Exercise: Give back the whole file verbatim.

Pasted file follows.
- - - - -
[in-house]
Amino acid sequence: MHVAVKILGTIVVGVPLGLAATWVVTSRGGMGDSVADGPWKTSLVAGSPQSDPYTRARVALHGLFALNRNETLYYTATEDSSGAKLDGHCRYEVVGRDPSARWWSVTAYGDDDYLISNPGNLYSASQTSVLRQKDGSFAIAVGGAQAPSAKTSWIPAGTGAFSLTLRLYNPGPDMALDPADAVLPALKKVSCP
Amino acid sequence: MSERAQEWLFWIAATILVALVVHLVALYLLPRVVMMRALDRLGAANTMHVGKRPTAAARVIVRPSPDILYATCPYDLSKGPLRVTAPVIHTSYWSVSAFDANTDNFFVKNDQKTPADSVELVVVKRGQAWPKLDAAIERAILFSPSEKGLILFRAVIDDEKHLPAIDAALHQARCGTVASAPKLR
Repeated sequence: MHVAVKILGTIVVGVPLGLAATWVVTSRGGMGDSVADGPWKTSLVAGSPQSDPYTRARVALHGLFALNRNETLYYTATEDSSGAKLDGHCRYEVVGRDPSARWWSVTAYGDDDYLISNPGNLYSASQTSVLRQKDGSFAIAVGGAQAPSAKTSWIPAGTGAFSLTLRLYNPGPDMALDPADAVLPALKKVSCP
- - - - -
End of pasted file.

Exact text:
[in-house]
Amino acid sequence: MHVAVKILGTIVVGVPLGLAATWVVTSRGGMGDSVADGPWKTSLVAGSPQSDPYTRARVALHGLFALNRNETLYYTATEDSSGAKLDGHCRYEVVGRDPSARWWSVTAYGDDDYLISNPGNLYSASQTSVLRQKDGSFAIAVGGAQAPSAKTSWIPAGTGAFSLTLRLYNPGPDMALDPADAVLPALKKVSCP
Amino acid sequence: MSERAQEWLFWIAATILVALVVHLVALYLLPRVVMMRALDRLGAANTMHVGKRPTAAARVIVRPSPDILYATCPYDLSKGPLRVTAPVIHTSYWSVSAFDANTDNFFVKNDQKTPADSVELVVVKRGQAWPKLDAAIERAILFSPSEKGLILFRAVIDDEKHLPAIDAALHQARCGTVASAPKLR
Repeated sequence: MHVAVKILGTIVVGVPLGLAATWVVTSRGGMGDSVADGPWKTSLVAGSPQSDPYTRARVALHGLFALNRNETLYYTATEDSSGAKLDGHCRYEVVGRDPSARWWSVTAYGDDDYLISNPGNLYSASQTSVLRQKDGSFAIAVGGAQAPSAKTSWIPAGTGAFSLTLRLYNPGPDMALDPADAVLPALKKVSCP